Social Question

jazzjeppe's avatar

Church of Sweden votes yes to gay marriage. What's your opinion on that?

Asked by jazzjeppe (2266 points ) October 22nd, 2009

To put it simple and short, what’s your reaction on gay marriage being okay according to the church (in Sweden)?
My oppinion can be read here (didn’t want to cut&past it here): http://jazzperous.com/we-dont-need-marriage-in-present-form

Read an article in English (don’t forget to read the comments, they are interesting): http://www.thelocal.se/22810/20091022/

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43 Answers

dpworkin's avatar

Once again Sweden proves to be more civilized than “The Greatest Country On Earth”.

shego's avatar

I think it’s great. Finally, somebody understands

mammal's avatar

Sweden rocks.

Darwin's avatar

As @pdworkin says, the Swedes are quite civilized. I’m all for it.

MrItty's avatar

… There’s a “Church of Sweden”?

I’m so uncultured

aphilotus's avatar

Go Sweden!

janbb's avatar

I think it’s great!

dpworkin's avatar

yeah, but you’re kwazy

gussnarp's avatar

Hurrah! One day we will look back on the opposition to gay marriage the way we look back on laws against miscegenation.

janbb's avatar

@pdworkin About one sandwich shy of a picnic.

poisonedantidote's avatar

If a church is against gay marriage they should also be just as offended by clothes made of more than one material.

If clothes made of more than one material do not offend you, then neither should gay marriage. Anything else is just plain hate dressed up in a religious excuse.

Sabotage82's avatar

Why do you want to know our opinion? All this is going to do is start a God gay argument.

poofandmook's avatar

go Sweden

@poisonedantidote: eh, I could do without wool…

Qingu's avatar

On one hand, any increased acceptance of gays in society is good.

On the other hand, I have no idea how the Church of Sweden reconciles this stance with their holy book, which is pretty clear in its condemnation of gays.

I guess I don’t see what the point is of a religion “evolving” to be something that has little if anything to do with the actual content of the religion. Why not just… stop being in the religion altogether? Seems more intellectually honest.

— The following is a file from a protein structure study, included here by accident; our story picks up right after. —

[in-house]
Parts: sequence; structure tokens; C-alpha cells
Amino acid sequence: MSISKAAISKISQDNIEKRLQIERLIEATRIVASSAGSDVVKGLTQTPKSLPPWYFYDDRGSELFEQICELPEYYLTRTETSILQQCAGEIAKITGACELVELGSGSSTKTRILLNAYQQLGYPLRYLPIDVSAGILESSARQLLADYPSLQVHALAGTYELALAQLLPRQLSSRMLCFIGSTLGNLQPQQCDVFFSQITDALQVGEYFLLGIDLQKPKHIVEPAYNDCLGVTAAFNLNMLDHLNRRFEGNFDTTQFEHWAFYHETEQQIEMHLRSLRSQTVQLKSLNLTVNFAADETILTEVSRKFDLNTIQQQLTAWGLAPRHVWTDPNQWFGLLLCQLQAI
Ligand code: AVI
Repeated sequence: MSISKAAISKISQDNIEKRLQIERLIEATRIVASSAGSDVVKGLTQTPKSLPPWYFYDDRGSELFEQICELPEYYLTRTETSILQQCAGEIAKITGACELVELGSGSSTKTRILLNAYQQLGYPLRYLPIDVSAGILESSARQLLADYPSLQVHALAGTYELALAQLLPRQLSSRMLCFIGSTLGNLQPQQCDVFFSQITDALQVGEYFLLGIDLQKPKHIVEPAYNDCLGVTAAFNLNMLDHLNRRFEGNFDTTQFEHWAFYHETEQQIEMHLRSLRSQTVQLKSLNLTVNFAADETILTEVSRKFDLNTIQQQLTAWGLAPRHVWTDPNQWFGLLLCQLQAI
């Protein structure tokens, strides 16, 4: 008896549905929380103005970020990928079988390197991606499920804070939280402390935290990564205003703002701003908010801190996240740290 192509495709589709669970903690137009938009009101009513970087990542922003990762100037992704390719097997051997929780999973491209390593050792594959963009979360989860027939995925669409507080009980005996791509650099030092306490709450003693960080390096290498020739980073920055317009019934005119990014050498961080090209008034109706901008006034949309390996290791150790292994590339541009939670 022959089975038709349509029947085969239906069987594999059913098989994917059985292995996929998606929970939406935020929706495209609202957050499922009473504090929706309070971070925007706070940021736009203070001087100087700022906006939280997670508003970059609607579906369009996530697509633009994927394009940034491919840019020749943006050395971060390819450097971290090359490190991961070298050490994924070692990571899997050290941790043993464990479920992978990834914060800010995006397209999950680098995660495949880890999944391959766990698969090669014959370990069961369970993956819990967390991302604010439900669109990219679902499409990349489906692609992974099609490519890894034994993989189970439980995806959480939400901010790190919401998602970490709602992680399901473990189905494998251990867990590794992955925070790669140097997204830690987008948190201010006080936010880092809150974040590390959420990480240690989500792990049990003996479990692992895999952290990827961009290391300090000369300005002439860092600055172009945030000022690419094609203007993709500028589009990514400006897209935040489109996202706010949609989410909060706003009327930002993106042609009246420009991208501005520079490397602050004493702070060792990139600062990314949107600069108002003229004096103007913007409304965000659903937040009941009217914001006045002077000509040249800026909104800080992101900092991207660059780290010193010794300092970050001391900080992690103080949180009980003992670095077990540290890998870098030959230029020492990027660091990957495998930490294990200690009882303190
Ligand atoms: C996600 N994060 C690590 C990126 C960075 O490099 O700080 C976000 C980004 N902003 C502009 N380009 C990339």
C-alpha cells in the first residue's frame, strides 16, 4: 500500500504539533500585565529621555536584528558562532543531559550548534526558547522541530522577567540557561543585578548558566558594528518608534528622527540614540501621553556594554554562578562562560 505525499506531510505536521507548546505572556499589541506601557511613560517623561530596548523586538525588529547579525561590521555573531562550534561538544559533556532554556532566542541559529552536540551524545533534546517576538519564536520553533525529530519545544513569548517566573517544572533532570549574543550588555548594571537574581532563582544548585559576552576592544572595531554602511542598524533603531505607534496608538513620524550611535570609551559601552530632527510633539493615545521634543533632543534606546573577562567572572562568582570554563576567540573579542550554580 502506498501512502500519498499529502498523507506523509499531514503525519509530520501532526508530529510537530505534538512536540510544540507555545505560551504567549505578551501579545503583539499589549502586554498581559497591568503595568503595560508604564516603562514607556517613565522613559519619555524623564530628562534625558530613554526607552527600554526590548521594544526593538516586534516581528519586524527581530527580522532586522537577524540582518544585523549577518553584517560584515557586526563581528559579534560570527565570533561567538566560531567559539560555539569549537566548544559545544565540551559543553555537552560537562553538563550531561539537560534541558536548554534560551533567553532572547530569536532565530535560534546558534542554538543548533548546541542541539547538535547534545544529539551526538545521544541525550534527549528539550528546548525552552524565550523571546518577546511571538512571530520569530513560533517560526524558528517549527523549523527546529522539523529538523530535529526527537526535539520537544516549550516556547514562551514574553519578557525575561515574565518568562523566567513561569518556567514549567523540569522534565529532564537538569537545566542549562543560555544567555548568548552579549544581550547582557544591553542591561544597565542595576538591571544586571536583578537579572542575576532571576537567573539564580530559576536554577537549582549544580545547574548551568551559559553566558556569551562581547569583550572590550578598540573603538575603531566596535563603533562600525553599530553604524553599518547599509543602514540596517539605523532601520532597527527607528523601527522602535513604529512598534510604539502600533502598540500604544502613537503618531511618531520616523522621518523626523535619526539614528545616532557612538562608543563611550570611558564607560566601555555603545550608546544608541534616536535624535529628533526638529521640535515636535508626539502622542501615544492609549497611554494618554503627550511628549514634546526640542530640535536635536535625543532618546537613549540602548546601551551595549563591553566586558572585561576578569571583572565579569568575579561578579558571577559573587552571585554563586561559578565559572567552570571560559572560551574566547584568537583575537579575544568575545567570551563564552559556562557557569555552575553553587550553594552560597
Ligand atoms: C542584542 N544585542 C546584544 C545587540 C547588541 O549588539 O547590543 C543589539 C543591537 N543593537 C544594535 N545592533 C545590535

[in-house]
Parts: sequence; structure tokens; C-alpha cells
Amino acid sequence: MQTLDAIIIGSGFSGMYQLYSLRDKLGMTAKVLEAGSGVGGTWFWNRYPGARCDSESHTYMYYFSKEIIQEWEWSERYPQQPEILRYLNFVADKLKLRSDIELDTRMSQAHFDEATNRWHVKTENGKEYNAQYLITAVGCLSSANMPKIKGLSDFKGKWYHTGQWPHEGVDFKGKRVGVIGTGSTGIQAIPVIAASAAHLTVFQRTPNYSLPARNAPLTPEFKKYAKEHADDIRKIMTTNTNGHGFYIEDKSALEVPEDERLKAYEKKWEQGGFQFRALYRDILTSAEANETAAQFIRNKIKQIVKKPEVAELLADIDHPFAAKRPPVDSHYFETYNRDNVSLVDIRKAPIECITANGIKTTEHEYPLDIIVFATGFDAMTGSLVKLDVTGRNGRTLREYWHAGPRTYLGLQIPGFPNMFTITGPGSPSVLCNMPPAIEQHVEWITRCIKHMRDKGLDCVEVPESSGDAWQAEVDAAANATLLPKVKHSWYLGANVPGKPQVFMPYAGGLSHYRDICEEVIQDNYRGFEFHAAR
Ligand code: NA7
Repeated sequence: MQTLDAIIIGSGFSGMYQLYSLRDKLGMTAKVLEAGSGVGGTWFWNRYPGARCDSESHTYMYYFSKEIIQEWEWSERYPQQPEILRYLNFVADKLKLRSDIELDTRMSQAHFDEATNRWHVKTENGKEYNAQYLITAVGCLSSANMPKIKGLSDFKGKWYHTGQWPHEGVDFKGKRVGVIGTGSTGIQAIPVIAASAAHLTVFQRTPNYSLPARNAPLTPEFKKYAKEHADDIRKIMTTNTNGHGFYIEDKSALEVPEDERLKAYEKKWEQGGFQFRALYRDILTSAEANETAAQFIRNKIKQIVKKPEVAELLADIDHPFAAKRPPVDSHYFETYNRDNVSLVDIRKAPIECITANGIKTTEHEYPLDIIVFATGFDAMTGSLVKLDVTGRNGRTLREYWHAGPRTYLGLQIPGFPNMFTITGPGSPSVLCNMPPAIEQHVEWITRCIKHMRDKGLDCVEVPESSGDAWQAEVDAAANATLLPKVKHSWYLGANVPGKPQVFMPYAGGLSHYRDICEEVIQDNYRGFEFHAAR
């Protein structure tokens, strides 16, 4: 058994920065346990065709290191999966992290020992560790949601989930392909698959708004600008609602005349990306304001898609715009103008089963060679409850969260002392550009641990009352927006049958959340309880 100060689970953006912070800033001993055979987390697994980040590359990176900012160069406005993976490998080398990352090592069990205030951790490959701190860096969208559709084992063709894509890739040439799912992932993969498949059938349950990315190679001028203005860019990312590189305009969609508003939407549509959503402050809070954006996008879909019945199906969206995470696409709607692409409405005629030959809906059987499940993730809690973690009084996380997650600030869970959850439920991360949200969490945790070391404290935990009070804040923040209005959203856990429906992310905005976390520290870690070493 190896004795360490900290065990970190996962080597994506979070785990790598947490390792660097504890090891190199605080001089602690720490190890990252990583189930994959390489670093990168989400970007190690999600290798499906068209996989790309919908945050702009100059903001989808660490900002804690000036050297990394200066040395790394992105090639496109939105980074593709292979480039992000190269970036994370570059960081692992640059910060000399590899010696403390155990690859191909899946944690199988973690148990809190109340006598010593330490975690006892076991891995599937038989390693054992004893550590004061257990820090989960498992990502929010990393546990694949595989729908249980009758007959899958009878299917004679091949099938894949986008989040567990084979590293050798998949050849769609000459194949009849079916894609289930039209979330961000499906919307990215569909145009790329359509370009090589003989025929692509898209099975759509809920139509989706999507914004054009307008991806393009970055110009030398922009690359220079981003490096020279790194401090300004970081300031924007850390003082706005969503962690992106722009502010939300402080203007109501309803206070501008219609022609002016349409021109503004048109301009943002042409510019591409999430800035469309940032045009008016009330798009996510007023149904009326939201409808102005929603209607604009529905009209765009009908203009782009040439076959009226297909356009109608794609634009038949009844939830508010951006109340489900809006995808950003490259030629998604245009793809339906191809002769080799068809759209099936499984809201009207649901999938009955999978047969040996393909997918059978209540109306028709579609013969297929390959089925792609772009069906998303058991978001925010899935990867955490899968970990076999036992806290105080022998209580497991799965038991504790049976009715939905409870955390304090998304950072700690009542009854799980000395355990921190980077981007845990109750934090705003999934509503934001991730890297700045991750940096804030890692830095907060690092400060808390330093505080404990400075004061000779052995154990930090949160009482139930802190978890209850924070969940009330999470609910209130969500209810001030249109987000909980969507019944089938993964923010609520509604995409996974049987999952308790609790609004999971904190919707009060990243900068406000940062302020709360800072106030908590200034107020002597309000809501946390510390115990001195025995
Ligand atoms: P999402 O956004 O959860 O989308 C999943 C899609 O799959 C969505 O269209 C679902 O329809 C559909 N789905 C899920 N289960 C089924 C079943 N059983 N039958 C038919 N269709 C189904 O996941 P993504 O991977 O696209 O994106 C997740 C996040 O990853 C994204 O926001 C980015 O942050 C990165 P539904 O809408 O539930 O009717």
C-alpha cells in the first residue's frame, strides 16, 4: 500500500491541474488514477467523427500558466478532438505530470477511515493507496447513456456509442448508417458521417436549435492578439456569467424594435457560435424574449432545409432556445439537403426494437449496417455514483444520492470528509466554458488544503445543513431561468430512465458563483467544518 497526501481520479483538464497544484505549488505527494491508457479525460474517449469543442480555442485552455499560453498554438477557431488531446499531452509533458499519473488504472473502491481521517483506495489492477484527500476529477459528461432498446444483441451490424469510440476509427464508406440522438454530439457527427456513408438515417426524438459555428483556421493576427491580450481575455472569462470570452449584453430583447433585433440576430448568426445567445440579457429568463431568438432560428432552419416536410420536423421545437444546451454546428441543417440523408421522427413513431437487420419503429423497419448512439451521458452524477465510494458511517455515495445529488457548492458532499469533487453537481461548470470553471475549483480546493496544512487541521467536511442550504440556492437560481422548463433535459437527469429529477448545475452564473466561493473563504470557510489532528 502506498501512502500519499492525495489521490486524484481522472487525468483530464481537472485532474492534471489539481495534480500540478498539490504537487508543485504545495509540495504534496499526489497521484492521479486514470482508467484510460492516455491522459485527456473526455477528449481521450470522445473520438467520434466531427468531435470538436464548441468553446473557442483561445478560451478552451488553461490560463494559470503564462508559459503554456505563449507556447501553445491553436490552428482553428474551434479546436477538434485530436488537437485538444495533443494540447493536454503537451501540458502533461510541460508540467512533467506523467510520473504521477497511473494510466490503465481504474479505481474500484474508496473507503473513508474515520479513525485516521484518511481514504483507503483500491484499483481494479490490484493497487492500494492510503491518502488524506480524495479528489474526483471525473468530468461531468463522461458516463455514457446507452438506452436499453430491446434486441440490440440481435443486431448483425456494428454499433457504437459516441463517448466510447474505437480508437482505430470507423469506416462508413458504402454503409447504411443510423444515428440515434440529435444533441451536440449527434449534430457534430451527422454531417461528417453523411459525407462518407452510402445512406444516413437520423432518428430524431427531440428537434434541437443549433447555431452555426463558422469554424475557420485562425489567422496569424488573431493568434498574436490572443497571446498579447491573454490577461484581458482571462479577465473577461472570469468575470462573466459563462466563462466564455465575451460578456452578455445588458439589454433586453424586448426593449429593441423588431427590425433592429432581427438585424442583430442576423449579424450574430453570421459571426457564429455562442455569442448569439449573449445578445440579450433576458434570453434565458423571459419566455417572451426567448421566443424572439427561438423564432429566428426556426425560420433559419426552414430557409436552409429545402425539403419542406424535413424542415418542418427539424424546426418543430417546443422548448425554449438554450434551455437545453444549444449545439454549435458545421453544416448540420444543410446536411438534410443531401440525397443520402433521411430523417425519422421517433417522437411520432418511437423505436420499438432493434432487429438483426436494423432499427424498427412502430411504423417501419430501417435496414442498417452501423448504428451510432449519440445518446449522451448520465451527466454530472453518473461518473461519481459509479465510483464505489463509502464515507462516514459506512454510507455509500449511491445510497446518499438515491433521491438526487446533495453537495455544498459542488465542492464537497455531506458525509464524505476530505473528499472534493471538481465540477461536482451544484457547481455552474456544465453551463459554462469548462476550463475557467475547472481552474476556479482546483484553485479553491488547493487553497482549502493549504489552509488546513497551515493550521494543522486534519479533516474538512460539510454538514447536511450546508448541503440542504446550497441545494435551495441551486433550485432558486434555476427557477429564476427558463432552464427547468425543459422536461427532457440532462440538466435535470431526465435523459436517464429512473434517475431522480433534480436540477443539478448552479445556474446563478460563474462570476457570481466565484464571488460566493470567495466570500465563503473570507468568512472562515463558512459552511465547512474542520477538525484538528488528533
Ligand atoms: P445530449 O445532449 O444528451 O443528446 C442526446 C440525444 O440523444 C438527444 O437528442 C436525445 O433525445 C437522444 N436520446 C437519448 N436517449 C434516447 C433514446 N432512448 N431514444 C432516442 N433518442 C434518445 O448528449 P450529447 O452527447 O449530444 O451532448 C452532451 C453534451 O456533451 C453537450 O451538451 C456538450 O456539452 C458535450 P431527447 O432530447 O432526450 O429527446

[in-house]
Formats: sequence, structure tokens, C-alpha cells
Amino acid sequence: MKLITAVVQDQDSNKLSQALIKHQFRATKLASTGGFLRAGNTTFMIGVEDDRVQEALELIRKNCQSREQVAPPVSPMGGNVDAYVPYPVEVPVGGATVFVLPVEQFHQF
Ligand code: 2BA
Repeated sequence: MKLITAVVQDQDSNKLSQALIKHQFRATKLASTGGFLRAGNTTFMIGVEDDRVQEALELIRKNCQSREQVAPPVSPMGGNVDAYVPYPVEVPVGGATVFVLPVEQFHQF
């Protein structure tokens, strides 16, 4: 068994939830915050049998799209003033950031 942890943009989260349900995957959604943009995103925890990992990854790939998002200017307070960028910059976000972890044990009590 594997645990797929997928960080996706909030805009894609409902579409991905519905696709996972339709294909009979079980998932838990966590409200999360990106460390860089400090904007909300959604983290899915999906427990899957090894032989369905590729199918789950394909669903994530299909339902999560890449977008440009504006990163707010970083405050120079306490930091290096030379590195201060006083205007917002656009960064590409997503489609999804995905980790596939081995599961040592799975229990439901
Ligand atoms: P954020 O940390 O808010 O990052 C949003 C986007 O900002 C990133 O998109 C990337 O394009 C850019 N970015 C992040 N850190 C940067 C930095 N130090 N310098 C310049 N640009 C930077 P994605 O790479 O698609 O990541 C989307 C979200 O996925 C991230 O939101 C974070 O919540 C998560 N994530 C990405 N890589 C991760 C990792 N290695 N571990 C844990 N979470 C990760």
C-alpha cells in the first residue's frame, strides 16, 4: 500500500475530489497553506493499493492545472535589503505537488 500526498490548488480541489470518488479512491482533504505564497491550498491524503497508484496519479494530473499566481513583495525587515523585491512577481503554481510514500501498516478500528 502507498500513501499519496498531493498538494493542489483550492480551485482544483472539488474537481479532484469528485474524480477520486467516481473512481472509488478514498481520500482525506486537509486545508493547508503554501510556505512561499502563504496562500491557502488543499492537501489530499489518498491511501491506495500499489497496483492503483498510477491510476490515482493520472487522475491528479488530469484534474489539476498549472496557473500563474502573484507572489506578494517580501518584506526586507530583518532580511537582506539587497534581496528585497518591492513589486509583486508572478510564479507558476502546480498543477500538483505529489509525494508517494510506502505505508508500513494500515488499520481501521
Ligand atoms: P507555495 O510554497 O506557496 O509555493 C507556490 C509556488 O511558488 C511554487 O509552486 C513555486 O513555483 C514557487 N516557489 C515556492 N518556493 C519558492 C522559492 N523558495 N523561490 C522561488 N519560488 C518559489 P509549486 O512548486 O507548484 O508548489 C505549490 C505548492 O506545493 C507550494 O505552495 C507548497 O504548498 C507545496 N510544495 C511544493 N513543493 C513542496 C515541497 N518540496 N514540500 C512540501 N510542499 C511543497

Darwin's avatar

@Sabotage82 – Really? Are there folks who think God is gay and are willing to argue about it?

gussnarp's avatar

OK, so I just heard a bit on NPR this morning on the invitation from the Catholic Church to Anglican churches to come back into the fold. The problem is that the Anglican priests are married, so they were discussing the Catholic Church’s rule that priests cannot marry. The person being interviewed (can’t remember who he was) said that the theological reason for priests not marrying is that they are already married to Jesus. So apparently Catholics think that marriage is not between one man and one woman, but between one man and thousands of other men. Can the Catholic Church then be far behind the Swedes?

gussnarp's avatar

@Qingu While I would love to see more atheists in the world, very few people have ever followed the Bible literally ( I would argue that no one has). All religious texts are open to interpretation and always have been, there’s no reason the Bible should be any different.

Qingu's avatar

@gussnarp, just because a text is open to interpretation doesn’t mean you can interpret it any way you desire.

If someone tried to interpret the Merchant of Venice as a staunch critique of anti-Semitism, that would be silly. If someone tried to interpret Aristotle’s texts about the four elements (earth, water, air, fire) as a “metaphor” for the four phases of matter (solid, liquid, gas, plasma), that would be intellectually dishonest.

Similarly, if someone tried to interpret the Bible, specifically Leviticus and the writings of Paul, as saying the exact opposite of what it actually says, that would be silly and intellectually dishonest.

They’re not “interpreting” the Bible. They’re ignoring the parts of the Bible they don’t like. Which is better than following those parts, because they’re stupid and archaic, but nevertheless isn’t really an honest engagement with the content of their religion.

gussnarp's avatar

@Qingu The writings of Paul are a particularly bad example. Paul writes letters to various tribes telling them how to live as Christians, but he gives different rules to different tribes. It is impossible to follow all the rules that Paul lays down because some are self-contradictory. So all Christians have always chosen certain writings of Paul to ignore, why not these?

mattbrowne's avatar

Wonderful !

Qingu's avatar

@gussnarp, I’m not sure I’d agree that Paul’s writings are internally contradictory (bear in mind that many of the letters attributed to Paul in the Bible, such as Hebrews, were not actually written by him). I would say that Paul often uses faulty logic and arguments.

That said, Paul’s writings certainly contradict other parts of the Bible, and the Bible as a whole is internally contradictory like few other books. So you do have a point.

But I’m not sure how his admonishment of homosexuals contradicts something else he wrote. Homosexuality is defined as a sin; I don’t see which part of the Bible contradicts this understanding of homosexuality or somehow implies it’s not really an offense against Yahweh.